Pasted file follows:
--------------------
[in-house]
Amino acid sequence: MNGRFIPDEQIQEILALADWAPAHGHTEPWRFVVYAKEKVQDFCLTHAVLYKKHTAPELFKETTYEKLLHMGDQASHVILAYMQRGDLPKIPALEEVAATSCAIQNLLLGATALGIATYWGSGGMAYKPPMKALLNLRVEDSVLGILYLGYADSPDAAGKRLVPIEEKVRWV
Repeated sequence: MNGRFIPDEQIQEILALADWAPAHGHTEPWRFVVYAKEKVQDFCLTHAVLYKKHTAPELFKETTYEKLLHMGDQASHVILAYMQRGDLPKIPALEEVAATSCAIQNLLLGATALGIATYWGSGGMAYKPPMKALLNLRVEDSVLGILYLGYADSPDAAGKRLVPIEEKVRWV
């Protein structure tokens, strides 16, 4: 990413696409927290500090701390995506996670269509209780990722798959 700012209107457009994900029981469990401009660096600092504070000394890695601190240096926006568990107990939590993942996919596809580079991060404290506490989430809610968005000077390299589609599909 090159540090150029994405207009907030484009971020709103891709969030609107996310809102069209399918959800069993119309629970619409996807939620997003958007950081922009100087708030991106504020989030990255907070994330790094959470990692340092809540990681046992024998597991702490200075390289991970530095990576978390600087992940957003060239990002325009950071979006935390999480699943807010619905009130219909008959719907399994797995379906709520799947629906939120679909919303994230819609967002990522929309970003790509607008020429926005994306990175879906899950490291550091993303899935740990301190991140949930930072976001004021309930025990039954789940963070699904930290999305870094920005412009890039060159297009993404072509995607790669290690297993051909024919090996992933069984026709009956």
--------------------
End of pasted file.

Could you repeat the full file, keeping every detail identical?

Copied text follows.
[in-house]
Amino acid sequence: MNGRFIPDEQIQEILALADWAPAHGHTEPWRFVVYAKEKVQDFCLTHAVLYKKHTAPELFKETTYEKLLHMGDQASHVILAYMQRGDLPKIPALEEVAATSCAIQNLLLGATALGIATYWGSGGMAYKPPMKALLNLRVEDSVLGILYLGYADSPDAAGKRLVPIEEKVRWV
Repeated sequence: MNGRFIPDEQIQEILALADWAPAHGHTEPWRFVVYAKEKVQDFCLTHAVLYKKHTAPELFKETTYEKLLHMGDQASHVILAYMQRGDLPKIPALEEVAATSCAIQNLLLGATALGIATYWGSGGMAYKPPMKALLNLRVEDSVLGILYLGYADSPDAAGKRLVPIEEKVRWV
């Protein structure tokens, strides 16, 4: 990413696409927290500090701390995506996670269509209780990722798959 700012209107457009994900029981469990401009660096600092504070000394890695601190240096926006568990107990939590993942996919596809580079991060404290506490989430809610968005000077390299589609599909 090159540090150029994405207009907030484009971020709103891709969030609107996310809102069209399918959800069993119309629970619409996807939620997003958007950081922009100087708030991106504020989030990255907070994330790094959470990692340092809540990681046992024998597991702490200075390289991970530095990576978390600087992940957003060239990002325009950071979006935390999480699943807010619905009130219909008959719907399994797995379906709520799947629906939120679909919303994230819609967002990522929309970003790509607008020429926005994306990175879906899950490291550091993303899935740990301190991140949930930072976001004021309930025990039954789940963070699904930290999305870094920005412009890039060159297009993404072509995607790669290690297993051909024919090996992933069984026709009956």